Diving – Great Britain’s Tom Daley and Peter Waterfield compete in the Men’s synchronised 10m platform final at 15.00
Gymnastics – Men’s team final at 16.30 Read more >>
A torch from the 1948 London Olympics (Pascal Le Segretain/Getty Images)
The great day has arrived: 12 hours to go until the opening ceremony begins! To help you cope with the wait, here’s our roundup of some of the best Olympics coverage – and the highlights of the schedule today.
1) Simon Kuper says the Olympic legacy for London “won’t be economic stimulus, or a mass post-games take-up of synchronised swimming, but something less tangible: a feeling of togetherness, a new London identity”.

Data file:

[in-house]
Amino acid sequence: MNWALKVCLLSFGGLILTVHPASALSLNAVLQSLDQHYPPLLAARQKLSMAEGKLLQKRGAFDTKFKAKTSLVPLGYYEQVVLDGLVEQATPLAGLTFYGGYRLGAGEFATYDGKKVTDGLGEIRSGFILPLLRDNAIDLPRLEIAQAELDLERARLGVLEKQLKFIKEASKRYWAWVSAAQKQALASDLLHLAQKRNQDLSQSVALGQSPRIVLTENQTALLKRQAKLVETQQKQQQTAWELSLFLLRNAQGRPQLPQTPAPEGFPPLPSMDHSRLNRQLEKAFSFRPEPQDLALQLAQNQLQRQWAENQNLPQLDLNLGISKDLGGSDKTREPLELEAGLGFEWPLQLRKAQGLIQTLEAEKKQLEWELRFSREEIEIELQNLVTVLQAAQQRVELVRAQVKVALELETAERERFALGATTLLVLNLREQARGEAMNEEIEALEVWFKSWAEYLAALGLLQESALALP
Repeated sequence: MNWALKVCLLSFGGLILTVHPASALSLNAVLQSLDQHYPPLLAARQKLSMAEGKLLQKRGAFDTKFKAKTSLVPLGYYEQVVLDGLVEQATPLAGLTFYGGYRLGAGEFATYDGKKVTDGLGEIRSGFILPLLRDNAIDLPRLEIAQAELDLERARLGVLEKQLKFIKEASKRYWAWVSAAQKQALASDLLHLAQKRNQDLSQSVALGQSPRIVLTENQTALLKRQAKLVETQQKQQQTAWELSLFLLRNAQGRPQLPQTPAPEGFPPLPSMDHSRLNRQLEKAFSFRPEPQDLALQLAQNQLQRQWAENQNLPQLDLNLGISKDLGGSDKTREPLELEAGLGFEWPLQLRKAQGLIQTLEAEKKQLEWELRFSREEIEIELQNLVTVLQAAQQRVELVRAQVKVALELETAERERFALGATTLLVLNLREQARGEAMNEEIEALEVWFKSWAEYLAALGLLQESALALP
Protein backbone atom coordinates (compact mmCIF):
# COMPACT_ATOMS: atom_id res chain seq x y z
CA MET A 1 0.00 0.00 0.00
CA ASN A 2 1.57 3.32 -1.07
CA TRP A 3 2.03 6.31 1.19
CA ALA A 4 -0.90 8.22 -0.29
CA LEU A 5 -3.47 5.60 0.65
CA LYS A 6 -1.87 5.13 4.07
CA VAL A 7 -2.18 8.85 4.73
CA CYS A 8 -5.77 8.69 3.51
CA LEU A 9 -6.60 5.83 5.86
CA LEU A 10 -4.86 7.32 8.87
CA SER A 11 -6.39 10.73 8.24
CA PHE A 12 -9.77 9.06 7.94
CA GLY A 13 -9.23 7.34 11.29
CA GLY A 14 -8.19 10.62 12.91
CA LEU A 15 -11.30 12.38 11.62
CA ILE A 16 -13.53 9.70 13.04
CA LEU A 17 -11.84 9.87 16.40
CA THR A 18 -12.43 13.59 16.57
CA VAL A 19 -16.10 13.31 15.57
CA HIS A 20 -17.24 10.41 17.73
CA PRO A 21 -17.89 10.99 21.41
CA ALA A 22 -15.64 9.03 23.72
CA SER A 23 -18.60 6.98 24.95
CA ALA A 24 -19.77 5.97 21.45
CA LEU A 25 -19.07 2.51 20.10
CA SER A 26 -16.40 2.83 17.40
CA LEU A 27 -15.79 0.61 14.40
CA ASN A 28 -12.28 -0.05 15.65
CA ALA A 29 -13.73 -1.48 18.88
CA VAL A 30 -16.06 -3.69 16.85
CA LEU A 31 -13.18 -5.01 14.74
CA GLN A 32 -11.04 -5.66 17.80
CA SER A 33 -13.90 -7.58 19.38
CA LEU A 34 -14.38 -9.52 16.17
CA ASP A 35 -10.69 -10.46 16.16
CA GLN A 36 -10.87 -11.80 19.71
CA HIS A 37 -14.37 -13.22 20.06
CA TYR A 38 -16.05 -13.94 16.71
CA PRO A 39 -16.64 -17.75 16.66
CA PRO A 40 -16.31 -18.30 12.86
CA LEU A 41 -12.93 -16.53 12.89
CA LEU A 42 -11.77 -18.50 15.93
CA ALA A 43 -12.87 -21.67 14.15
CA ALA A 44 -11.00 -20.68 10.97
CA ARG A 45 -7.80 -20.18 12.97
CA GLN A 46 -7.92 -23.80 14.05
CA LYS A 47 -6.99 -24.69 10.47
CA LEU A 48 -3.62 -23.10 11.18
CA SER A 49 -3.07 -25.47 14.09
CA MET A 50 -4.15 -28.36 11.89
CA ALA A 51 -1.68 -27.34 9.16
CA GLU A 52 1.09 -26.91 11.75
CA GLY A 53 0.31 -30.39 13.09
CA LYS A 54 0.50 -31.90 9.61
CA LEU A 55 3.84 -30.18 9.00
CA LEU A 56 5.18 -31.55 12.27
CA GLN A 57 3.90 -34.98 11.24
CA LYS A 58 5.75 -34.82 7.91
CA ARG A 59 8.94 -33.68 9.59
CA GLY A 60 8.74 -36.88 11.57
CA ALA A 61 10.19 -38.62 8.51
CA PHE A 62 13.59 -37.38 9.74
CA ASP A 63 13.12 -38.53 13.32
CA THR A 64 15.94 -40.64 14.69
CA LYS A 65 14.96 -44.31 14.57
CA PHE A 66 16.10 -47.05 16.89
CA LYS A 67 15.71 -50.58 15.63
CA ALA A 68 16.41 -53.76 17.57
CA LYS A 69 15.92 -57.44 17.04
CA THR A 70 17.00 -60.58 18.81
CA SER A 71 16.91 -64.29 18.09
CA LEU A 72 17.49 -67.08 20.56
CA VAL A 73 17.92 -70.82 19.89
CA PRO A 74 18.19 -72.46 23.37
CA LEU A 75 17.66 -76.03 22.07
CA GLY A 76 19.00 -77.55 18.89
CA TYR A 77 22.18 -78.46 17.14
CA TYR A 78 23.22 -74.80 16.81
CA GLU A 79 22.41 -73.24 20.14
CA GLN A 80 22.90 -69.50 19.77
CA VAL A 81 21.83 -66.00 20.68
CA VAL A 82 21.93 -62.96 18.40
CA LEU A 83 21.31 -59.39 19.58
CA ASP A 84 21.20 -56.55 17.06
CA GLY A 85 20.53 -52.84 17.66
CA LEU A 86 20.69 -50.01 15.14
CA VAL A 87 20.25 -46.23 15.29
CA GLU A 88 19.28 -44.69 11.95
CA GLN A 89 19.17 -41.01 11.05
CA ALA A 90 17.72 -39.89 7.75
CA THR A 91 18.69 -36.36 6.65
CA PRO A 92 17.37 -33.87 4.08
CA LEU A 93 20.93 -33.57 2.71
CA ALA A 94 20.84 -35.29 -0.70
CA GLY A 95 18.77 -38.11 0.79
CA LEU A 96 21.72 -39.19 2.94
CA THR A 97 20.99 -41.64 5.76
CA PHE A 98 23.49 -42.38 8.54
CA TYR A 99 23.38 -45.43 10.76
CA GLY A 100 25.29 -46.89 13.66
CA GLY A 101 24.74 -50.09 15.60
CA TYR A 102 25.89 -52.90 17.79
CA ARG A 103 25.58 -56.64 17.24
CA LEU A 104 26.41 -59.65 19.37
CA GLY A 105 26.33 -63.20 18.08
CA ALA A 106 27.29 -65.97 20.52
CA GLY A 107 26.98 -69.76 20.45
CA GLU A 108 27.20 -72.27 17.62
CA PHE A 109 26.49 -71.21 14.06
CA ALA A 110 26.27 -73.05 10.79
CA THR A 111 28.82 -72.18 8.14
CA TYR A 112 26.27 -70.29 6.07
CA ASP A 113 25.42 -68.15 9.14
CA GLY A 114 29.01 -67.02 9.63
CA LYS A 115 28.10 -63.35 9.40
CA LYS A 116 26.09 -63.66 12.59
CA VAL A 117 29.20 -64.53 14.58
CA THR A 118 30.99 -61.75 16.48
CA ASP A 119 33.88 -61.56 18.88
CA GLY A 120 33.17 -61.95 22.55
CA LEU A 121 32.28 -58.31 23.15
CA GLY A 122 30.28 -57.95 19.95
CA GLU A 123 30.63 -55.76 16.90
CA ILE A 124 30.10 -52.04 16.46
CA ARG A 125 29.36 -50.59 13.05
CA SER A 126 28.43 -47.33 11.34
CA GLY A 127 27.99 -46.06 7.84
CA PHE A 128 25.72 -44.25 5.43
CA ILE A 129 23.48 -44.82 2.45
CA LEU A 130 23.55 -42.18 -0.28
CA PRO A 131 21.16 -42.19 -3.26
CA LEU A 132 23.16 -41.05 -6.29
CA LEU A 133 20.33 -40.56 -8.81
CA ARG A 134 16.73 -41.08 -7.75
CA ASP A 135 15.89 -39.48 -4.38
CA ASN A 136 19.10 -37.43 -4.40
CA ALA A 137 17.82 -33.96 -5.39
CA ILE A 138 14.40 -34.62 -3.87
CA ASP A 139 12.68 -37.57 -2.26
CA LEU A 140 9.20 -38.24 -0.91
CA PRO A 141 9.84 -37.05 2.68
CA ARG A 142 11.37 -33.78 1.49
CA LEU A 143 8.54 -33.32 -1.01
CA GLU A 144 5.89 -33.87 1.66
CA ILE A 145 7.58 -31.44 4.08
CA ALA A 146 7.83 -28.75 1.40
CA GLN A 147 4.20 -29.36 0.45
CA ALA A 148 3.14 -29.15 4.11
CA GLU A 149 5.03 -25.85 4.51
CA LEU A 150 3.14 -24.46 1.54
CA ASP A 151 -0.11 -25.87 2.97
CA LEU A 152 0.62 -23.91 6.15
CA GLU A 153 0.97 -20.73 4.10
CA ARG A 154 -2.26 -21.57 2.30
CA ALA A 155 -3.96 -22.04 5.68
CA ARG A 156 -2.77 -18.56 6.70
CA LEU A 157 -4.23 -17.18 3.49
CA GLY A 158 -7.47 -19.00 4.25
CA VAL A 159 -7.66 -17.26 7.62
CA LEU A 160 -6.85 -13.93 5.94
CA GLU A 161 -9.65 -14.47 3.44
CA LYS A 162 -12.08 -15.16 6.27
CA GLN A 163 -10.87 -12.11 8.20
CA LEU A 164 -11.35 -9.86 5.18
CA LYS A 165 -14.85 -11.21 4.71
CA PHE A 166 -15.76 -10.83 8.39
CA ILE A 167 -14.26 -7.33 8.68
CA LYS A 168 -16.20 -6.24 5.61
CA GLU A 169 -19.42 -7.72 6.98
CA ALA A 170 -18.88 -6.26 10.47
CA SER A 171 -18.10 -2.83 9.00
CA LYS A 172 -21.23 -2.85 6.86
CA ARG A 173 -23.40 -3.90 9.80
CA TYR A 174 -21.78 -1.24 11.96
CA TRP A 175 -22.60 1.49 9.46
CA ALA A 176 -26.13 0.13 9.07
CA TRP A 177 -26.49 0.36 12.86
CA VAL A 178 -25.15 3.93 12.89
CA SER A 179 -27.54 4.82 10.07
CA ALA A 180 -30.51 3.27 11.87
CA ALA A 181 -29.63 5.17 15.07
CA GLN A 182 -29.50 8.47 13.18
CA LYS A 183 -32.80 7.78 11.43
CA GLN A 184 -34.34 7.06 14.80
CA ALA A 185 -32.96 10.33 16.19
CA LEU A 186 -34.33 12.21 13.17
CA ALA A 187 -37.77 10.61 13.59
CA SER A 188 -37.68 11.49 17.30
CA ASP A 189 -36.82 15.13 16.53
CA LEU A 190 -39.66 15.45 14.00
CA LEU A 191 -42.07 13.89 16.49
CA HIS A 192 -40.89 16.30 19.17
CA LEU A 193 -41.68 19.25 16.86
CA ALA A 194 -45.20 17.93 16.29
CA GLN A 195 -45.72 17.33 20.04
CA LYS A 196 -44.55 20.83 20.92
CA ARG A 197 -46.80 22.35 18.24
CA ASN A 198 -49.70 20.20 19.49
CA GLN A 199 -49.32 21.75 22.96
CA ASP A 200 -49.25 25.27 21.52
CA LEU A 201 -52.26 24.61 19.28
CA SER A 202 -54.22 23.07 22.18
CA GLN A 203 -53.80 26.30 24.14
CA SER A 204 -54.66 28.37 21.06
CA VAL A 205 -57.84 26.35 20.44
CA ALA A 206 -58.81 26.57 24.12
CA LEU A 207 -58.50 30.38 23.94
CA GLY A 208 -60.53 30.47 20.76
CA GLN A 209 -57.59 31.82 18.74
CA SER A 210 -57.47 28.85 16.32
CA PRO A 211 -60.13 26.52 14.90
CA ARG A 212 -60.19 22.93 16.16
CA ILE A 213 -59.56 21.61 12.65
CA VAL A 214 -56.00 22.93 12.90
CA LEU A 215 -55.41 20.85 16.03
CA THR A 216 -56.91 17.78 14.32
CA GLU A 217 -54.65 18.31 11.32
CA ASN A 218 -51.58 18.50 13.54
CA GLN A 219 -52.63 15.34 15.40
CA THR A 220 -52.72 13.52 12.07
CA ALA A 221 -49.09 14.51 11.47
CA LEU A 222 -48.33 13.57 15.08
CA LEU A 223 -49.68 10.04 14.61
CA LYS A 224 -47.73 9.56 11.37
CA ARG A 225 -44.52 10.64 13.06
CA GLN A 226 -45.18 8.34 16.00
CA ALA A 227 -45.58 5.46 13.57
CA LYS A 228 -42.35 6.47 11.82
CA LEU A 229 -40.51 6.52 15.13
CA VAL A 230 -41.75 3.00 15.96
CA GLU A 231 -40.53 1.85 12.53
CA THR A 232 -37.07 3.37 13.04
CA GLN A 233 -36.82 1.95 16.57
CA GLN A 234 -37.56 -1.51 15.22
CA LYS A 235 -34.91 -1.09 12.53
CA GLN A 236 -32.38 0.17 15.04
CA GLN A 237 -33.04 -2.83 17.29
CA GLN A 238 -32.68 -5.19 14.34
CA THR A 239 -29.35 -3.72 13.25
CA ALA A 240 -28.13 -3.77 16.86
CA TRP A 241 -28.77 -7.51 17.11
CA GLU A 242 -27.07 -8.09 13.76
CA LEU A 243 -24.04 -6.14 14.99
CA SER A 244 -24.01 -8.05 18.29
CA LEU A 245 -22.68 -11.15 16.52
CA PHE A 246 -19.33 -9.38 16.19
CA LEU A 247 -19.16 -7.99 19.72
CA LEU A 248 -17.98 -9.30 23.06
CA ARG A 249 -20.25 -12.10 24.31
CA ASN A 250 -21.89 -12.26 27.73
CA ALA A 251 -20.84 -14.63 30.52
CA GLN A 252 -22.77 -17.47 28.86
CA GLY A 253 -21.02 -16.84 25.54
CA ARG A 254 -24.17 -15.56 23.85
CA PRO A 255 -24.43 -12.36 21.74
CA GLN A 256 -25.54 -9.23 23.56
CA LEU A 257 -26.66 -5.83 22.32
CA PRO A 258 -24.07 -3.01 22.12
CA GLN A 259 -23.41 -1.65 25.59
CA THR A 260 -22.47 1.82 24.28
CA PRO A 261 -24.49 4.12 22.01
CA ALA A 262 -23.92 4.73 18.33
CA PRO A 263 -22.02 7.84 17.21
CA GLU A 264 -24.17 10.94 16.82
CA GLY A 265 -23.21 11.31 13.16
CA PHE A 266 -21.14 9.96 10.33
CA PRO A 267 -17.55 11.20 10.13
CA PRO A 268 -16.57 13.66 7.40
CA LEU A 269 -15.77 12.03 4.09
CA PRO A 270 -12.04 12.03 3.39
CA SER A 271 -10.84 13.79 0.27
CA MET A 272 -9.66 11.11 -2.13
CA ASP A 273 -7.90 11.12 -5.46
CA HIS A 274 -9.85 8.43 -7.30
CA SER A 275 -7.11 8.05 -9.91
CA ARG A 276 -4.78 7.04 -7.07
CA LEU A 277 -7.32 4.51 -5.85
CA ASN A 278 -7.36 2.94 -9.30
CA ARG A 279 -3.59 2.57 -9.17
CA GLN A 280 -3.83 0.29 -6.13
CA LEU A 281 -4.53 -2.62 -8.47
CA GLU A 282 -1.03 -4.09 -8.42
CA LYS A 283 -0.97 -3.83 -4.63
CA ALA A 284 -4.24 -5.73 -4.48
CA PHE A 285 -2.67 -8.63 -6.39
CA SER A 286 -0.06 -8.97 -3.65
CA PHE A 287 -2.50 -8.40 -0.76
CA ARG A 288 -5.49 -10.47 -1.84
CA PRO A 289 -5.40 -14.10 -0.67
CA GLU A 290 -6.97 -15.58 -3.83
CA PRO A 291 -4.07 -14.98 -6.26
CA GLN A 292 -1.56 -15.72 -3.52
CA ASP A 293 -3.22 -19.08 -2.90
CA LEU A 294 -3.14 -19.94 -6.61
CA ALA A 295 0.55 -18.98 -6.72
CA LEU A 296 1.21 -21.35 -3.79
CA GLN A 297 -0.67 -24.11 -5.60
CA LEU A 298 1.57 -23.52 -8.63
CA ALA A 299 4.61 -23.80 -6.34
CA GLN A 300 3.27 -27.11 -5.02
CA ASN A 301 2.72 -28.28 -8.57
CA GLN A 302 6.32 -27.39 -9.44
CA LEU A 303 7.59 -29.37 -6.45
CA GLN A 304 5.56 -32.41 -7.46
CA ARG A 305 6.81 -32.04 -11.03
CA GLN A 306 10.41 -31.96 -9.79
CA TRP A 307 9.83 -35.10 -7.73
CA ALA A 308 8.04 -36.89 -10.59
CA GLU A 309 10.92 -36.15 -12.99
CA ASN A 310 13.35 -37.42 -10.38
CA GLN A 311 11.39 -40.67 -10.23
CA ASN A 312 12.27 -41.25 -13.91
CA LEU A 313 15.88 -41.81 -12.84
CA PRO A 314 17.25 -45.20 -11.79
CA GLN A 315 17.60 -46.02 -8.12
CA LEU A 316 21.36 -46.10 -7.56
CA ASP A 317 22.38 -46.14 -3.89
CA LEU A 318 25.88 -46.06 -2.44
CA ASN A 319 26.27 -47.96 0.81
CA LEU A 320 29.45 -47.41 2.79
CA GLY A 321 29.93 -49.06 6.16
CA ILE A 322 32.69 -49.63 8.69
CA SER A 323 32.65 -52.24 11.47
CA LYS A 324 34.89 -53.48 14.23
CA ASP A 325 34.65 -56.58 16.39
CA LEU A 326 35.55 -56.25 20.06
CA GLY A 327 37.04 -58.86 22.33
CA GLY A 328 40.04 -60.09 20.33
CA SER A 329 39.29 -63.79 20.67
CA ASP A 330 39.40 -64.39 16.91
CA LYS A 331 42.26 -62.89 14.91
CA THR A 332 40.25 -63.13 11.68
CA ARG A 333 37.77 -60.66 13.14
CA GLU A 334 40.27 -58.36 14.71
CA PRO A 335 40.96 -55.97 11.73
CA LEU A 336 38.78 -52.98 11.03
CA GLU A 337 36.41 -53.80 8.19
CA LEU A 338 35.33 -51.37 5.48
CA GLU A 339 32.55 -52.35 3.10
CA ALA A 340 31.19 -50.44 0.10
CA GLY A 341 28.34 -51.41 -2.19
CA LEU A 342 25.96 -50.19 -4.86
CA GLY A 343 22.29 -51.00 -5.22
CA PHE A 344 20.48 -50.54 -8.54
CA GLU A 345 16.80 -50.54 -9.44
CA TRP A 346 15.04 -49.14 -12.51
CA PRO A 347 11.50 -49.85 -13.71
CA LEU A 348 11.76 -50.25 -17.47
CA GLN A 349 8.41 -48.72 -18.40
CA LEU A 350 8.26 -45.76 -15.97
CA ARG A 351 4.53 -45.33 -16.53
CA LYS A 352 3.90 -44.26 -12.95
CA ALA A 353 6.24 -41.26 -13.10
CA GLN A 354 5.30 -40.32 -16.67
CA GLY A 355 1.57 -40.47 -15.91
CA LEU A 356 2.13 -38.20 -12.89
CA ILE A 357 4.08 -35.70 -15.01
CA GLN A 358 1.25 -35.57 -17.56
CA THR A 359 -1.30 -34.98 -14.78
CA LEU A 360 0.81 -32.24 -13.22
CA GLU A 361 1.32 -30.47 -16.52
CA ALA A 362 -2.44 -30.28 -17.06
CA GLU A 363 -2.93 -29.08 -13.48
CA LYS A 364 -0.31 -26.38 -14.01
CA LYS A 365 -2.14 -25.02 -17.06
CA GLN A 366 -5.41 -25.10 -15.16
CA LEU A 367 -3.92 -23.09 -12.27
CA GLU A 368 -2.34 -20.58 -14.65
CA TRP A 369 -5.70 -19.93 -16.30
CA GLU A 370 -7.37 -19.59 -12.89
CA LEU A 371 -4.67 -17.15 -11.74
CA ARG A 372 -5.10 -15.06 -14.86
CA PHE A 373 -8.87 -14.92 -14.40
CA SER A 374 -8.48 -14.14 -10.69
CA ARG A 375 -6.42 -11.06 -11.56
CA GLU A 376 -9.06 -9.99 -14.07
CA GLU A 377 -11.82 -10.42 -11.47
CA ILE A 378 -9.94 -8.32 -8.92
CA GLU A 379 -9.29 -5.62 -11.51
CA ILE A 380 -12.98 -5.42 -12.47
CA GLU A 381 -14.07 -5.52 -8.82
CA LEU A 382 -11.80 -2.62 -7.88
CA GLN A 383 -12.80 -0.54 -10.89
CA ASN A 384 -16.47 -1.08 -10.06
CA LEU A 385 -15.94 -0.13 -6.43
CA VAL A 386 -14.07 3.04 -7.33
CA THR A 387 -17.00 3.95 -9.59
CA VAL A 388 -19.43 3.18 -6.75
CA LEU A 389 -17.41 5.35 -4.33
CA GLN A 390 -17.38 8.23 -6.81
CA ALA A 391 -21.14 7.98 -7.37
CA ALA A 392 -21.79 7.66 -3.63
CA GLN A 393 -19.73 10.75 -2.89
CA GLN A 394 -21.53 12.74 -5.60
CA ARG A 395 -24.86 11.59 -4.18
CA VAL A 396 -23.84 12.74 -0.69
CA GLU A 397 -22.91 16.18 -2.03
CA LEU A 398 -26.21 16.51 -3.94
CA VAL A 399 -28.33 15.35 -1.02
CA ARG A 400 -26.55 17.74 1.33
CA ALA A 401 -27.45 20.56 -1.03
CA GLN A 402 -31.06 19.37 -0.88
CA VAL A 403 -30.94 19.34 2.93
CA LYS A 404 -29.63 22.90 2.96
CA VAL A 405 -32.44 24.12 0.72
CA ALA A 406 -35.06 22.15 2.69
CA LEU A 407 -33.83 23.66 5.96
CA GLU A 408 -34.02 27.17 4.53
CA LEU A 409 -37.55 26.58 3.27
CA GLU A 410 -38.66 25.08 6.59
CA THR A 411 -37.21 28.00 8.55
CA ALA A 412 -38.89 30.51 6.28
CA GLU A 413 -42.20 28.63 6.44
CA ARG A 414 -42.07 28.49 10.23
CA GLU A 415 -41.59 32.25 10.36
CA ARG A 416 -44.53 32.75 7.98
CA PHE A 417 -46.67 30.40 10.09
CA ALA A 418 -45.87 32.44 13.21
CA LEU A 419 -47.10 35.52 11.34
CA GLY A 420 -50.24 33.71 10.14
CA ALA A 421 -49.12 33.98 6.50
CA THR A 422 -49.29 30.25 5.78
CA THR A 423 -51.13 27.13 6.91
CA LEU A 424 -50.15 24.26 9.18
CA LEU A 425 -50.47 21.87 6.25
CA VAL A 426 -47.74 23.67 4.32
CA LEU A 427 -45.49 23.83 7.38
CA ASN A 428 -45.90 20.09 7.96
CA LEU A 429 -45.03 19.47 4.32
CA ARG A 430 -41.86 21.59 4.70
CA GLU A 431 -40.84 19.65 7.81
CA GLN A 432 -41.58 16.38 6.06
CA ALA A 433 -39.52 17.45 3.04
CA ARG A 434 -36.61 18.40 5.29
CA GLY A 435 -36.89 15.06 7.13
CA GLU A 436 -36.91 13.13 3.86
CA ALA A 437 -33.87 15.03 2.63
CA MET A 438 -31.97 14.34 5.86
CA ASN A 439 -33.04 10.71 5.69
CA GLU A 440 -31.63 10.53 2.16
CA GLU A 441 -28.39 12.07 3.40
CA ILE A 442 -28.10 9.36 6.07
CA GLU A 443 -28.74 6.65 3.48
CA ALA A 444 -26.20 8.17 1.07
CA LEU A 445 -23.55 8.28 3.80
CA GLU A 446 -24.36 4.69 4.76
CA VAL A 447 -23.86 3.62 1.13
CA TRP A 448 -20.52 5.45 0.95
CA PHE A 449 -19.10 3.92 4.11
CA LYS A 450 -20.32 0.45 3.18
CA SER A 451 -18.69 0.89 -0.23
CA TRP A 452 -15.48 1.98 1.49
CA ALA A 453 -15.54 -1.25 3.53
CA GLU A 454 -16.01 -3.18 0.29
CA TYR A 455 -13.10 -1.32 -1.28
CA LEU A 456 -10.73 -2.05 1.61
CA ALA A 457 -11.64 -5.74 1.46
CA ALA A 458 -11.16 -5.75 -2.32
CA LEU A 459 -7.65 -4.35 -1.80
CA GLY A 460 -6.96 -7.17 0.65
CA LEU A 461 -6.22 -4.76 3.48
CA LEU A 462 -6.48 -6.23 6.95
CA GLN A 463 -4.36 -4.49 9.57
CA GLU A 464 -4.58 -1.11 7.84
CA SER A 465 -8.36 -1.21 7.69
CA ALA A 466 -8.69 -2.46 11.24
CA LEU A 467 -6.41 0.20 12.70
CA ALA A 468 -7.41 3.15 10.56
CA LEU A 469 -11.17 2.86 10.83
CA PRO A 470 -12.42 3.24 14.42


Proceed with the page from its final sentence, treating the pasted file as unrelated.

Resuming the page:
2) The opening ceremony is a “peculiar manifestation of geopolitical machismo” writes Matthew Engel, comparing the event’s inevitable rituals to those of the Catholic church. “Thankfully, the doves are now released after the flame is lit, not before, following the incineration of several birds at the 1988 games in Seoul,” he adds. Read more >>
At a final dress rehearsal on Wednesday night for London’s opening ceremony – the vision of Slumdog Millionaire and Trainspotting director Danny Boyle – some 50,000 ticket holders, which included myself in the nose-bleed seats, were presented with a uniquely British affair.
Without wishing to divulge the plot more than has already been revealed publicly, the spectacle traces the Britain’s history through a pastiche of dance, song, film, literature and audience interaction. Read more >>
FT staff have been sending in pictures from around London today. Here are a few of our favourites…
Mark Wembridge took this beautiful panorama photo of the Olympic stadium last night:
This was snapped by Madison Marriage, as an Olympics torchbearer passed by on Great Guildford Street at about 10am on Thursday: Read more >>